Agency Conduct Regulations: A lesson from history
Agency Conduct Regulations: A lesson from history
“If it ain’t broke don’t fix it”. That was the view of an agency director at a recent seminar examining the government’s current Consultation into the agency regulatory framework.
It is a view echoed by numerous others across the recruitment industry as there seems to be no urgent need or reason to make big changes to the current structure and certainly no appetite for self-regulation.
Ahead of his third meeting with the Department for Business, Skills and Innovation (BIS), we sat down with Adrian Marlowe, MD at recruitment law experts Lawspeed, to find out more about the history of the Conduct Regulations and try to make sense of the current situation.
Q. Lawspeed was involved in various consultations with the Blair government between 1999 and 2003, what was the result back then?
Adrian Marlowe: Three years of wrangling and two Consultations (whose objective was “to remove unnecessary regulation” and provide “simpler and clearer” rules) resulted in the Conduct of Employment Agencies and Employment Businesses Regulations 2003. Lawspeed had argued that the regulations should be as practical as possible and, on the whole, the final legislation reflects good business practice.
Some areas are overworked, e.g. the requirement to obtain information on “any risks to health and safety know to the hirer”, something we have always said is impossible to comply with (how can an agency obtain what the hirer doesn’t tell it?). Overall however, areas of friction were overcome how to deal with limited company contractors (solved by our opt-out suggestion), online job boards (not allowed to charge fees) and transfer fee issues. I believe that reasonable compromises were made and the rules are workable.
Q. So the Regulations were welcomed ten years ago?
Adrian Marlowe: Well, there was a collective sigh of relief when the final regulations were announced – the process was finally over and they weren’t as bad as all that, but there is no doubt that significant cost was incurred by agencies in & lsquo;tooling up’ to deal with the new compliance.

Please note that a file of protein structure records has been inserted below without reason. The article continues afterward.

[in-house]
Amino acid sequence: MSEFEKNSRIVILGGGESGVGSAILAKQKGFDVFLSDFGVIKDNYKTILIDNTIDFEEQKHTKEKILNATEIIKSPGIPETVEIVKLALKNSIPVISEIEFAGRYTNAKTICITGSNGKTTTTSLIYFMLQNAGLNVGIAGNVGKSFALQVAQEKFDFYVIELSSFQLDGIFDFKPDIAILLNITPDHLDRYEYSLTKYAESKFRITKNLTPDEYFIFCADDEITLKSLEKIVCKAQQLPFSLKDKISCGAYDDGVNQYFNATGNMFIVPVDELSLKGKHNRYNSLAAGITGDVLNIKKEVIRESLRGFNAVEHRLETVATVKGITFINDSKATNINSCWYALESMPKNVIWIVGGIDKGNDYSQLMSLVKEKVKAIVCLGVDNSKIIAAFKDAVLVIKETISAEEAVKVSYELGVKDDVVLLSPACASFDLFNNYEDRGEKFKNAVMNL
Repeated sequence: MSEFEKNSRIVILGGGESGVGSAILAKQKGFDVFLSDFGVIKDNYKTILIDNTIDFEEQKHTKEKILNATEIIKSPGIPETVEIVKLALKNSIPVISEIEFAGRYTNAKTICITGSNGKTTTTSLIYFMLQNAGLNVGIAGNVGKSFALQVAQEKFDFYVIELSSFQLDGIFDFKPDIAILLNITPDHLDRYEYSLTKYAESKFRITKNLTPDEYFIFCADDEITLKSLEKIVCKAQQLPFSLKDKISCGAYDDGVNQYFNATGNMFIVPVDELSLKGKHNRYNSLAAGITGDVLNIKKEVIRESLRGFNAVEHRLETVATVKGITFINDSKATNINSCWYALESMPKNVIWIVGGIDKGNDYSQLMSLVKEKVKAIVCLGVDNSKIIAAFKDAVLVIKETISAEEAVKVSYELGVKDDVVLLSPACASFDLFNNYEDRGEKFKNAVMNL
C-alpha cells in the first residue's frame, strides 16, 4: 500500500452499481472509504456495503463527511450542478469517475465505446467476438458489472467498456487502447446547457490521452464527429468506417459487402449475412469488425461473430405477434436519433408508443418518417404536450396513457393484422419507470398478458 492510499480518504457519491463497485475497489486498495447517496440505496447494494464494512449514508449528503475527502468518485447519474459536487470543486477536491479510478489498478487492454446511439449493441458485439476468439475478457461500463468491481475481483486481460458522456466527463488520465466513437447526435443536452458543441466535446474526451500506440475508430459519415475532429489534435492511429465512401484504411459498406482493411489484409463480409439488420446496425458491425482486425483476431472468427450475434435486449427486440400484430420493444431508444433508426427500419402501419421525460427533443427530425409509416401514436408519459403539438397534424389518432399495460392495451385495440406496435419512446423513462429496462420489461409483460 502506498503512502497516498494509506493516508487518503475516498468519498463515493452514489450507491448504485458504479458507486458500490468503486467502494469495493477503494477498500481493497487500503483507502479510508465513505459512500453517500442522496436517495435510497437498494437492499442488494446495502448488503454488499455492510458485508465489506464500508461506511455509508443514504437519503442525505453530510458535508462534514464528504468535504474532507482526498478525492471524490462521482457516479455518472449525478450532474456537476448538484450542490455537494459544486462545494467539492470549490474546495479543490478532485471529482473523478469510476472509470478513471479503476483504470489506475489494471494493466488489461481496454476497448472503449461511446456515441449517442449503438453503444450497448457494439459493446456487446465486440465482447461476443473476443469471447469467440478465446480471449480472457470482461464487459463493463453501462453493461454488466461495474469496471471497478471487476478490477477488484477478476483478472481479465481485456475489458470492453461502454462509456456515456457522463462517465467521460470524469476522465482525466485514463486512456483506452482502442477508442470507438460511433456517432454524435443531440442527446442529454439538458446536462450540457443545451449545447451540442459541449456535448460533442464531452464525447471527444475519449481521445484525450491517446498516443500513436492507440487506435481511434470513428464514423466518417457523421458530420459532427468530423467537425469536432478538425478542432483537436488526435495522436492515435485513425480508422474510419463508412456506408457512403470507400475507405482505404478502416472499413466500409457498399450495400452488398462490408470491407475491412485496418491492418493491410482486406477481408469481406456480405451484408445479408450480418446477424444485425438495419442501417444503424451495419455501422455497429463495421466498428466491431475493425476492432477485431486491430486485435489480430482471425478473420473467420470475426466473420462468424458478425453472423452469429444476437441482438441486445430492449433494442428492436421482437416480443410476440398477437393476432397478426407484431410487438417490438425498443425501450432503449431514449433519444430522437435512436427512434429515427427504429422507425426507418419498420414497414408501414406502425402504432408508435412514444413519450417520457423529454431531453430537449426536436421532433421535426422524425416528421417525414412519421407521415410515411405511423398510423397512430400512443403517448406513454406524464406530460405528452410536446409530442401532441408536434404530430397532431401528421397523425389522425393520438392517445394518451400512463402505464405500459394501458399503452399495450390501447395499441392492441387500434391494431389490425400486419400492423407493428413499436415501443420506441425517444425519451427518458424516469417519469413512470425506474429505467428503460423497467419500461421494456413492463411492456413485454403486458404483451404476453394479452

Q. And those are the same Regulations we all use today?
Adrian Marlowe: There have been several reviews of aspects of these regulations since 2004 and as a result some rules applicable to employment agencies have been removed. The government also proposed that the transfer fees rules to be changed so that only “reasonable” fees could be charged – a suggestion that was opposed by everyone on behalf of agencies. We argued that it would be a charter for abuse by clients who would always be able to argue that charges were not reasonable, thus leading to a frenzy of litigation and sensibly the government abandoned the idea.
Q. So why exactly is there another government Consultation taking place now?
Adrian Marlowe: Good question. All the same issues appear to be back on the agenda, with the added twist that it may be a good thing for the recruitment industry to self regulate and for workers to be able to pursue claims through the Employment Tribunal rather than the Employment Agency Standards Inspectorate (EAS).
Standards have risen since 2003 and the EAS has worked well so I do not understand the driver for such sweeping changes. I don’t think it will save the government money in the long term and The Red Tape Challenge was set up to look at unnecessary regulation hindering business – I don’t believe these to be either unnecessary or a hindrance to our industry. Some adjustments and improvements could certainly be made but to tear up the copy book and start all over again seems like a strange suggestion.
Q. A second Consultation is due in late summer, will this mean more time, effort and continuing uncertainty for everyone?
Adrian Marlowe: I think it will. I wish that I could at least explain to our clients the reason that they may once again have to change direction, incur more cost, waste time, reduce profitability, at a time when the economy is down and most are already hard pressed. All they want to do is get on with their work and help businesses grow. Until then, I agree with our clients, the best lesson to be learned from history is - if it ain’t broke don’t fix it.
Q. But as the further Consultation is going ahead and you are meeting with BIS again on Friday 22nd March to promote the views of the recruitment industry. What do you hope the final outcome will be?
Adrian Marlowe: Consolidating all the rules into one place and removing the few genuinely unnecessary ones, which do not relate to professional standards, would be useful. Perhaps tidying up some of the language and carving out the Entertainment sector provisions would assist.
There is little case for including umbrella companies within the scope as they do not provide work-finding services and inclusion of new rules restricting RPO & lsquo;pay when paid’ clauses and other related practices which do damage the industry would be a very positive step.
We will continue to press for a constructive result.